Searching For Hidden Quality Wines
Every year, our spirits distributors create a closeout catalog full of wine that’s been “aging” in the warehouse. There’s going to be some swill on the list, but if you look hard enough, you might find something to pour into that fancy goblet you keep lying around for special occasions. This week, I’ve done my homework and sorted the good from the bad. So why don’t we dust off a couple bottles and drink to their discovery?
2006 Renwood Zinfandel
As I scanned the list, the name Renwood caught my eye because I’m convinced they can’t make a bad bottle of wine. The clearance item in question is their 2006 Zinfandel from the Sierra Foothills of California. The thin soils in this area are a fantastic match for Zinfandel. In fact, Zinfandel accounts for almost half of the total wine produced in this AVA. On a historical note, wine grapes were originally introduced here in the 19th century because of the California Gold Rush. Apparently, the only thing that rivals a lust for gold is a thirst for wine.
Now I know what you’re thinking, there’s a reason this wine is on clearance, right? Sometimes there’s not an easy explanation for why a product fails to “turn the proverbial head,” but it’s usually because the good news has trouble getting out. In this particular case, people must have had their eyes closed when they skimmed over the label, or maybe they confused it with their toothless “Uncle Renwood’s” terrible moonshine. Regardless, I’m happy to report that this wine isn’t the shameful relative “you don’t like to talk about.” Its portrait can hang on the wall with the rest of its family because it’s a solid buy for $13. And now the big secret: The clearance price is around $9 retail (for a very limited time).
Tasting Notes: The color and texture is lighter than a lot of Zins you’ll see, but that’s not a bad thing by any means. Many Zinfandels are too weighty and overly alcoholic, but this one is light to medium in body. As a result, it pairs wonderfully with food, and it won’t overshadow some of the more delicate dishes. (I loved it with lemon pepper chicken on rigatoni). In terms of flavor, the wine is very cherry with a hint of nutmeg. It doesn’t have a lot of the black pepper spice commonly associated with Zin; instead it finishes with a pleasant roundness. An easy steal for $9.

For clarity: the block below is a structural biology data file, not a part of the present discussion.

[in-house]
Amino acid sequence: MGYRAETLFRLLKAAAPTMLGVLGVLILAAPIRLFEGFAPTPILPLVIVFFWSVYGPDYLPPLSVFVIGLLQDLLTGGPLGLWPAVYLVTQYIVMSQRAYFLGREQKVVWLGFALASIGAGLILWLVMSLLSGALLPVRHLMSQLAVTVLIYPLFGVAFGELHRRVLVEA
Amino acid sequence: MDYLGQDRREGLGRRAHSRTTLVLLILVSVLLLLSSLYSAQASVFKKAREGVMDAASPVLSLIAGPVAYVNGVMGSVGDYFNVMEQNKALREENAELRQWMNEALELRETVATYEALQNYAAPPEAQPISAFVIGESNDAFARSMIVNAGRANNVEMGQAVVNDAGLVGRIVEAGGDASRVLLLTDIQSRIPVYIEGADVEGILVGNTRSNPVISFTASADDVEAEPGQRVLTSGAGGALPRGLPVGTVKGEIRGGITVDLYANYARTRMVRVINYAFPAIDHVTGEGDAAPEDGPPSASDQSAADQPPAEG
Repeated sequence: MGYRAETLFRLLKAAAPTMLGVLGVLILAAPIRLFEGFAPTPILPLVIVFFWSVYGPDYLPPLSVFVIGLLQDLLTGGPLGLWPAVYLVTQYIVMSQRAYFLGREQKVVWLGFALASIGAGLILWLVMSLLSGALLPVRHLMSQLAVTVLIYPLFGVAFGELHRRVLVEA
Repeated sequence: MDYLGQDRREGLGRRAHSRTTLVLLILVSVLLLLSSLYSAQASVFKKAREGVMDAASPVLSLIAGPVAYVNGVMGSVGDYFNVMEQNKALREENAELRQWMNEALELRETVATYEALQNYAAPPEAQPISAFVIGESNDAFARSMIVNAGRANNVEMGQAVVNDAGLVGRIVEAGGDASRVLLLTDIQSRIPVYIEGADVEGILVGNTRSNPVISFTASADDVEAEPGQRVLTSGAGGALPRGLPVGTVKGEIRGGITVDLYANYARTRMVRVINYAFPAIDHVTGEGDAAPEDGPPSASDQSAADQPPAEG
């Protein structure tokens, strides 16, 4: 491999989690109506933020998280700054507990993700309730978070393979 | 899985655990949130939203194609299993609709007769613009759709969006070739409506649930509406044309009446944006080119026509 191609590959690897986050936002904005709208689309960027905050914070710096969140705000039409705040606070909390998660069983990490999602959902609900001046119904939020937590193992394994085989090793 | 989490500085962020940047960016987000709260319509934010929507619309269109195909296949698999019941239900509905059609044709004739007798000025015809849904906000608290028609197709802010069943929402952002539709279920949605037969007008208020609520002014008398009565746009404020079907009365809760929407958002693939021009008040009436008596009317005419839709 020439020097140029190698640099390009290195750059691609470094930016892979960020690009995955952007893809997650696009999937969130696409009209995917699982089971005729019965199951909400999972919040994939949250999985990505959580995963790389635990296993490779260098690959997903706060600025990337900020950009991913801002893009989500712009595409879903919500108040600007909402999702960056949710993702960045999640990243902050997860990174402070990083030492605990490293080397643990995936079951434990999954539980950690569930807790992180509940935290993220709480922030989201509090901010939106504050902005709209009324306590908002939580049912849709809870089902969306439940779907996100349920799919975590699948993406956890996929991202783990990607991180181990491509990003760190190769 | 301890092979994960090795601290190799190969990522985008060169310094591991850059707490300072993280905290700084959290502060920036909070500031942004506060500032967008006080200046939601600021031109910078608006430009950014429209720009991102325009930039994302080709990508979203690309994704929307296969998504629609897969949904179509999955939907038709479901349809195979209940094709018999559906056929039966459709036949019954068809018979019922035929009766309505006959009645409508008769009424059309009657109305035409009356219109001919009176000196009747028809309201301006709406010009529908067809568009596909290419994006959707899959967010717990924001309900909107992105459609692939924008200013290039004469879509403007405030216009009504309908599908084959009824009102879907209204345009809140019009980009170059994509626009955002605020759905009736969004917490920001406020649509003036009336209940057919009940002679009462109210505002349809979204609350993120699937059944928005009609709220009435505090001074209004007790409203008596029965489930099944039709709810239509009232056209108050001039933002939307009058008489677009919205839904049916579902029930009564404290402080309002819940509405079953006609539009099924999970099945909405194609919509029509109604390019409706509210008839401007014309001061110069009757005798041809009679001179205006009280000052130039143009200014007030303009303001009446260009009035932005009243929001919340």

Now, let’s move on to one of my favorite areas of all time, California’s Alexander Valley. This AVA lies in Sonoma County’s northeastern corner and is one of the only places in Sonoma that gets warm enough for good Cabernet Sauvignon. (Cab likes it hot!) The Cabs from this area seem to have more restraint than their Napa cousins, so if you’re in the mood for some serious complexity without the in-your-face attitude, this is the place for you.
The bottle rescued from the distributor dungeon is Toasted Head’s 2006 Alexander Valley Cabernet Sauvignon. I won’t lie, Toasted Head has never set my world on fire, which is ironic because the label is a fire breathing bear, but this deal was too good to pass up. As a kid I learned to give bears a wide berth (especially ones of the fire belching persuasion). However, I’m willing to make an exception for this wonderful Cab.
Both wines are great deals, but if there has to be a victor, it’s Toasted Head. Normally retailing for around $20, they’re closing her out for around $9 retail. I assure you, you will almost never see an Alexander Valley Cabernet Sauvignon retailing for less than $20. Ever heard of Jordan ($55-$60) or Silver Oak ($65-$70)? Both of these wines hail from Alexander Valley and easily earn their respective price tags.
Tasting Notes: This wine’s silky texture is something you won’t find in many Napa Valley Cabernets. I tasted savory chocolate up front, but the finish reminded me of fresh red bell pepper with a little added spice. It’s also lighter in body than most Napa Cabs, and therefore, doesn’t demand a steak or cigar accompaniment.
Zachary Ball is the wine manager at Dickson Street Liquor in Fayetteville